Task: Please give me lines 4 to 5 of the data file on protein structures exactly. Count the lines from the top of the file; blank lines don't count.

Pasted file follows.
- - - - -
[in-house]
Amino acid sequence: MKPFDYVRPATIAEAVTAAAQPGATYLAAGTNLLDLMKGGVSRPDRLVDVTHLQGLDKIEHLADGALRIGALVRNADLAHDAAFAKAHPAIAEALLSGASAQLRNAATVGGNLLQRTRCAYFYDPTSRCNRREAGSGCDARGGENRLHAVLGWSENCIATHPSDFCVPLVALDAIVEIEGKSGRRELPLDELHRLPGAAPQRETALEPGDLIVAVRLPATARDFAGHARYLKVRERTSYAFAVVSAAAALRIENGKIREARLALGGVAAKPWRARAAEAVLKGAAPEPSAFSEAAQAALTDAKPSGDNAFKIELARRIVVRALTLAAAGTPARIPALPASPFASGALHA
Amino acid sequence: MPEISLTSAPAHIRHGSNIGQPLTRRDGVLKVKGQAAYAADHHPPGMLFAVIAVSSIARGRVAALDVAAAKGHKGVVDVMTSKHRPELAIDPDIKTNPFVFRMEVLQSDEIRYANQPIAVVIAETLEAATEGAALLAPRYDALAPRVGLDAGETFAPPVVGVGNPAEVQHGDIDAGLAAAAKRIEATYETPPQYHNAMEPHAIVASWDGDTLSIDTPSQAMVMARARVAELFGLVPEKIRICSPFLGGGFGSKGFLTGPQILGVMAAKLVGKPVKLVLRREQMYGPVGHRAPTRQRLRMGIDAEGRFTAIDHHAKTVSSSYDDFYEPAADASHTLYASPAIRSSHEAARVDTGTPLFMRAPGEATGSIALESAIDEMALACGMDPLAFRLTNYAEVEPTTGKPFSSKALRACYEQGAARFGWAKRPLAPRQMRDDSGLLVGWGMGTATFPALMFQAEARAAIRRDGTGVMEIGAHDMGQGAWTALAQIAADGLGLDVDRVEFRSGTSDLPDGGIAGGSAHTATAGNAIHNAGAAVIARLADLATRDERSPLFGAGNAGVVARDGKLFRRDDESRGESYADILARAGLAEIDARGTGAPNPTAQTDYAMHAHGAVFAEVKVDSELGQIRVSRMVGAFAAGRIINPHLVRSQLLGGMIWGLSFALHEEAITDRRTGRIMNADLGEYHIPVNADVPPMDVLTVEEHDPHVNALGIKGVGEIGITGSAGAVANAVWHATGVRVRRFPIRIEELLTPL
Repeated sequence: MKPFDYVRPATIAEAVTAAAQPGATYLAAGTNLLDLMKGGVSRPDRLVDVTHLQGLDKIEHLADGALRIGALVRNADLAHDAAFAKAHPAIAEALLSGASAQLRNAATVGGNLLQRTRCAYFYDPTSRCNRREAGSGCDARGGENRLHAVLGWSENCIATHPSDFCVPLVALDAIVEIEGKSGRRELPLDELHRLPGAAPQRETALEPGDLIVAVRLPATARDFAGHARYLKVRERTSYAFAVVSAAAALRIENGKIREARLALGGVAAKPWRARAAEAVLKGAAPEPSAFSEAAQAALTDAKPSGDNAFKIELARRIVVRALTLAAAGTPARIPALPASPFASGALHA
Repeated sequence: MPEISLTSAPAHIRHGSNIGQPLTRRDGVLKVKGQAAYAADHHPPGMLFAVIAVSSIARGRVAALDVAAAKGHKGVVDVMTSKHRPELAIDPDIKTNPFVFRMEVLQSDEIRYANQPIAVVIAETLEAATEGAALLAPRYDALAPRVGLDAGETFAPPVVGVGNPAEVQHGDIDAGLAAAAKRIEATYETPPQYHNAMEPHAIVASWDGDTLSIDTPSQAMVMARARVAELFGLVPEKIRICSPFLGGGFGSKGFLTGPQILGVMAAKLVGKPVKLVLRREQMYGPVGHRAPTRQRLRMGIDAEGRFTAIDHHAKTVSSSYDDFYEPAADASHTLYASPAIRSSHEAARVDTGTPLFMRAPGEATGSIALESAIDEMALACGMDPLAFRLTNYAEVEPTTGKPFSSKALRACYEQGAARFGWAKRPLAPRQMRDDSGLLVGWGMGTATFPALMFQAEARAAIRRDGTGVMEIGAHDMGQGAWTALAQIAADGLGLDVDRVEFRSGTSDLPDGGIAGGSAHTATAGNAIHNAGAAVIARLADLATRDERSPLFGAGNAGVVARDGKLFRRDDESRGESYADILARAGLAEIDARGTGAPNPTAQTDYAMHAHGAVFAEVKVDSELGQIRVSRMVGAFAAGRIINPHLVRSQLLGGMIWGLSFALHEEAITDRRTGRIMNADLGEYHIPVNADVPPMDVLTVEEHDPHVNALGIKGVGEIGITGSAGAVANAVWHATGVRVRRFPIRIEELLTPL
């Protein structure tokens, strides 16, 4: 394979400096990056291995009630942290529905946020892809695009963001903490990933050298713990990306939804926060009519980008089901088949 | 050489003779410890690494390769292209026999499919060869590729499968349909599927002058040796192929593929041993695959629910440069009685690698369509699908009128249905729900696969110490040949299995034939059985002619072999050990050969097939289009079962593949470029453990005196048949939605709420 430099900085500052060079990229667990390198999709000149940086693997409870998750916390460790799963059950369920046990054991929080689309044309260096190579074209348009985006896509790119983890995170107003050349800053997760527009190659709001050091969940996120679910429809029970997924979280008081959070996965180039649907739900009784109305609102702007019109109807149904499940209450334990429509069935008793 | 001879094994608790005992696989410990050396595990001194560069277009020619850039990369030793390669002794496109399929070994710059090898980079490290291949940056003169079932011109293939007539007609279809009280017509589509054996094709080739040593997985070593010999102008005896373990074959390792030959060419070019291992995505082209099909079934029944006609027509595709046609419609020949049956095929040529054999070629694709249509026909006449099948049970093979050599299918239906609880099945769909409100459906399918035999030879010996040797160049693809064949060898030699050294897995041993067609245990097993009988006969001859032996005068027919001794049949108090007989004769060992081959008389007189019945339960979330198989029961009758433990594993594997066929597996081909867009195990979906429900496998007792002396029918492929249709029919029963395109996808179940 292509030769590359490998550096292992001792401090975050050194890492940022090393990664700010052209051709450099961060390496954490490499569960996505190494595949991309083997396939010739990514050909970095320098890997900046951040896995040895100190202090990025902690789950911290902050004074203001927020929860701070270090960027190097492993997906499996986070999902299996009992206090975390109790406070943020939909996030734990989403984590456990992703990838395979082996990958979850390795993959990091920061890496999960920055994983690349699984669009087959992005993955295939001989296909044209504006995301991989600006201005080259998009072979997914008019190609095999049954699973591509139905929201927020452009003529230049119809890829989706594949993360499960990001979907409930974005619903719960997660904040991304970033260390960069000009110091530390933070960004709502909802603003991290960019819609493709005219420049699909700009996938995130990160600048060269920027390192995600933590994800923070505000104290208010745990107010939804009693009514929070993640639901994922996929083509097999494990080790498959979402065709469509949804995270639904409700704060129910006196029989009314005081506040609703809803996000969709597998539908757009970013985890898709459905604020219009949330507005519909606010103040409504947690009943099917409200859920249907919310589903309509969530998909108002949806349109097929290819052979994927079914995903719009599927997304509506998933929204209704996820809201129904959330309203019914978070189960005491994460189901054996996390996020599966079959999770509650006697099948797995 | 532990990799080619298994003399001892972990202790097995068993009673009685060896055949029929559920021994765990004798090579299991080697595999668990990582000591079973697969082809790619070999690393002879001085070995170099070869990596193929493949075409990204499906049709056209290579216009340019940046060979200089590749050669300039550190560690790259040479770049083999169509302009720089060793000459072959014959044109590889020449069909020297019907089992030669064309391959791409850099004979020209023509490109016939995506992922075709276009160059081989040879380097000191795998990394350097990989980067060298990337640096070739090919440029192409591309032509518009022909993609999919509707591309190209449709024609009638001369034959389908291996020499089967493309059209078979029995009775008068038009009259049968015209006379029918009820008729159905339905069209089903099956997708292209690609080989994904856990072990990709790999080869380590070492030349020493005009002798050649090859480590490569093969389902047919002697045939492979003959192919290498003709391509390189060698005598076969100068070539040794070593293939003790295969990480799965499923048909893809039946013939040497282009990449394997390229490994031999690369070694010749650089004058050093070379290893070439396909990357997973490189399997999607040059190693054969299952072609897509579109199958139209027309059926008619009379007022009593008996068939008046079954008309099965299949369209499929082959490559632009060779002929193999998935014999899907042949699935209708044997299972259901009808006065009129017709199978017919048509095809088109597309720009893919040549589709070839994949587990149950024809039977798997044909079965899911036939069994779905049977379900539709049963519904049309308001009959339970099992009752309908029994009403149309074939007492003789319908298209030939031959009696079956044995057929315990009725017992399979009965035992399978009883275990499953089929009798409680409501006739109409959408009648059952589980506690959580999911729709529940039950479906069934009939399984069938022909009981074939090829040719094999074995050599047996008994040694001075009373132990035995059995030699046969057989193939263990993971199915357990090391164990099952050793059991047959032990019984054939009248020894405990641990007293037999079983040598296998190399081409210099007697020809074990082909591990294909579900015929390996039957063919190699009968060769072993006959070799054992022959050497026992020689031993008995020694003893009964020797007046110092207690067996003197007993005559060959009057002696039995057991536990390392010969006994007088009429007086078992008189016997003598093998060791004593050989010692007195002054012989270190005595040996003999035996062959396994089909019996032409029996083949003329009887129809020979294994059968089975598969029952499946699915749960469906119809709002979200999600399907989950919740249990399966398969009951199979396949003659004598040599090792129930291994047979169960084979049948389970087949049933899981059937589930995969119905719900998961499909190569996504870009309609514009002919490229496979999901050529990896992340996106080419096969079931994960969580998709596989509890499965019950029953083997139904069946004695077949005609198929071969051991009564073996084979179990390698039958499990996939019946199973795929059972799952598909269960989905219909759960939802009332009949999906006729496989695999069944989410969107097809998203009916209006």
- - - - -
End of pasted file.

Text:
Repeated sequence: MKPFDYVRPATIAEAVTAAAQPGATYLAAGTNLLDLMKGGVSRPDRLVDVTHLQGLDKIEHLADGALRIGALVRNADLAHDAAFAKAHPAIAEALLSGASAQLRNAATVGGNLLQRTRCAYFYDPTSRCNRREAGSGCDARGGENRLHAVLGWSENCIATHPSDFCVPLVALDAIVEIEGKSGRRELPLDELHRLPGAAPQRETALEPGDLIVAVRLPATARDFAGHARYLKVRERTSYAFAVVSAAAALRIENGKIREARLALGGVAAKPWRARAAEAVLKGAAPEPSAFSEAAQAALTDAKPSGDNAFKIELARRIVVRALTLAAAGTPARIPALPASPFASGALHA
Repeated sequence: MPEISLTSAPAHIRHGSNIGQPLTRRDGVLKVKGQAAYAADHHPPGMLFAVIAVSSIARGRVAALDVAAAKGHKGVVDVMTSKHRPELAIDPDIKTNPFVFRMEVLQSDEIRYANQPIAVVIAETLEAATEGAALLAPRYDALAPRVGLDAGETFAPPVVGVGNPAEVQHGDIDAGLAAAAKRIEATYETPPQYHNAMEPHAIVASWDGDTLSIDTPSQAMVMARARVAELFGLVPEKIRICSPFLGGGFGSKGFLTGPQILGVMAAKLVGKPVKLVLRREQMYGPVGHRAPTRQRLRMGIDAEGRFTAIDHHAKTVSSSYDDFYEPAADASHTLYASPAIRSSHEAARVDTGTPLFMRAPGEATGSIALESAIDEMALACGMDPLAFRLTNYAEVEPTTGKPFSSKALRACYEQGAARFGWAKRPLAPRQMRDDSGLLVGWGMGTATFPALMFQAEARAAIRRDGTGVMEIGAHDMGQGAWTALAQIAADGLGLDVDRVEFRSGTSDLPDGGIAGGSAHTATAGNAIHNAGAAVIARLADLATRDERSPLFGAGNAGVVARDGKLFRRDDESRGESYADILARAGLAEIDARGTGAPNPTAQTDYAMHAHGAVFAEVKVDSELGQIRVSRMVGAFAAGRIINPHLVRSQLLGGMIWGLSFALHEEAITDRRTGRIMNADLGEYHIPVNADVPPMDVLTVEEHDPHVNALGIKGVGEIGITGSAGAVANAVWHATGVRVRRFPIRIEELLTPL